National Library of Scotland
|National Library of Scotland|
|The main building on George IV Bridge|
|Reference to legal mandate||National Library of Scotland Act 1925|
|Size||14M printed items|
|Legal deposit||United Kingdom and Republic of Ireland|
|Access and use|
|Budget||operating budget 2008/9 13.834 GBP |
|Director||Martyn Wade, National Librarian and Chief Executive|
The National Library of Scotland (Scottish Gaelic: Leabharlann Nàiseanta na h-Alba, Scots: Naitional Leebrar o Scotland) is the legal deposit library of Scotland and is one of the country's National Collections. It is based in a collection of buildings in Edinburgh city centre. The headquarters is on George IV Bridge, between the Old Town and the university quarter. There is also a more modern building (1980s) in a residential area on the south side of the town centre, on Causewayside. This was built to accommodate some of the specialist collections (e.g., map library, science library) and to provide large-scale extra storage.
The National Library of Scotland holds 7 million books, 14 million printed items and over 2 million maps. The collection includes copies of the Gutenberg Bible, the letter which Charles Darwin submitted with the manuscript of Origin of Species, the First Folio of Shakespeare and numerous journals and other publications.
The National Library of Scotland is a relatively recent body, only formally established by Act of Parliament in 1925. Previously, Scotland's national deposit library was the Advocates Library belonging to the Faculty of Advocates. This was opened in 1689 and gained national library status in the 1710 Copyright Act, giving it the legal right to claim a copy of every book published in Great Britain. In the following centuries, the library added books and manuscripts to the collections by purchase as well as legal deposit, creating a national library in all but name.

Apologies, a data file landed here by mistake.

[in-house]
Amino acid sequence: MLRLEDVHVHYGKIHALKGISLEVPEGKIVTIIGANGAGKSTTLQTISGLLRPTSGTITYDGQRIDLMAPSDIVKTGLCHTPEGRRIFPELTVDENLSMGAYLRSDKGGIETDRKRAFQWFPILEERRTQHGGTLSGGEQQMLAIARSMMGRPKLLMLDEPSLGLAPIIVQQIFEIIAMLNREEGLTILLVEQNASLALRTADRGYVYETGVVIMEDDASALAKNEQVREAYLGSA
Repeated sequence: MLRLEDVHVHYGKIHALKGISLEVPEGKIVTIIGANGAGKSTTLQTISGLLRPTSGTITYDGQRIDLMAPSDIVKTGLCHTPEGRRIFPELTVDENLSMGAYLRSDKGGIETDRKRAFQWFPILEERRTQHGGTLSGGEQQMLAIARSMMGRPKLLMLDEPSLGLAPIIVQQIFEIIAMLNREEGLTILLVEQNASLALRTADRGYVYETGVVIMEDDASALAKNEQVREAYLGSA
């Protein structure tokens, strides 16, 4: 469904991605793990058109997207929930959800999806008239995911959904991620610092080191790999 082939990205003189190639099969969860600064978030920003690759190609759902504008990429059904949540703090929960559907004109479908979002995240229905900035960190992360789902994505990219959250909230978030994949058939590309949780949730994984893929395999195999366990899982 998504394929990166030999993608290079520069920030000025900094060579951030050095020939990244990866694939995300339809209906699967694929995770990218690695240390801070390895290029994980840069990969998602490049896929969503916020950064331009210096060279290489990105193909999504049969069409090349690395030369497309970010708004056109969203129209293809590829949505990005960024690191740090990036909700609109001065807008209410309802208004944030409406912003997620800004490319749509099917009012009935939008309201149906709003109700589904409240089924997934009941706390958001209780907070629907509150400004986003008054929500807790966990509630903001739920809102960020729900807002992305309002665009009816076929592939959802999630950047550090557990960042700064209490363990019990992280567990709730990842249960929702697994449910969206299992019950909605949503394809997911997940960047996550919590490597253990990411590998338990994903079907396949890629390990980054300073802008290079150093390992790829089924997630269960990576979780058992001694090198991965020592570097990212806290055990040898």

By the 1920s, the upkeep of such a major collection was too much for a private body, and, with an endowment of £100,000 provided by Sir Alexander Grant of Forres, the library's contents were presented to the nation. The National Library of Scotland was formally constituted by an Act of Parliament in 1925.
Sir Alexander Grant gave a further £100,000 – making his combined donations the equivalent of around £6 million today – for a new library building to be constructed on George IV Bridge, replacing the very grand Victorian Edinburgh Sheriff Court, which moved to the Royal Mile. Government funding was secured which matched Sir Alexander's donation. Work on the new building was started in 1938, interrupted by the Second World War, and completed in 1956. The architect was Reginald Fairlie; the architectural sculptor was Hew Lorimer. The coat of arms above the entrance was sculpted by Scott Sutherland.
By the 1970s, room for the ever-expanding collections was running out, and it was obvious that other premises were needed. The Causewayside Building opened in the south-side of Edinburgh in two phases, in 1989 and in 1995, at a total cost of almost £50 million, providing much-needed additional working space and storage facilities.
Since 1999, the Library has been funded by the Scottish Parliament. It remains one of only six legal deposit libraries in the United Kingdom and Ireland, and is governed by a board of trustees.
On 26 February 2009, areas of the building were flooded after a water main burst on the 12th floor. Firefighters were called and the leaking water was stopped within ten minutes. A number of items were lightly damaged.
The Library joined the 10:10 project in 2010 in a bid to reduce their carbon footprint. One year later they announced that they had reduced their carbon emissions according to 10:10's criteria by 18%.
See also 
- John Murray Archive
- Scottish Publishers Association
- Ask Scotland, Scotland's online information service provided by Scotland’s libraries
- "Places to Visit in Scotland - National Library of Scotland". rampantscotland.com. Retrieved 23 March 2013.
- Turnbull, Michael TRB (6 August 2009). "History of Rosslyn". BBC. Retrieved 23 March 2013.
- "National library hit by flooding". BBC. 27 February 2009. Retrieved 23 March 2013.
- "Mary Queen of Scots' last letter now on display for limited time". National Library of Scotland. 13 September 2009. Retrieved 23 March 2013.
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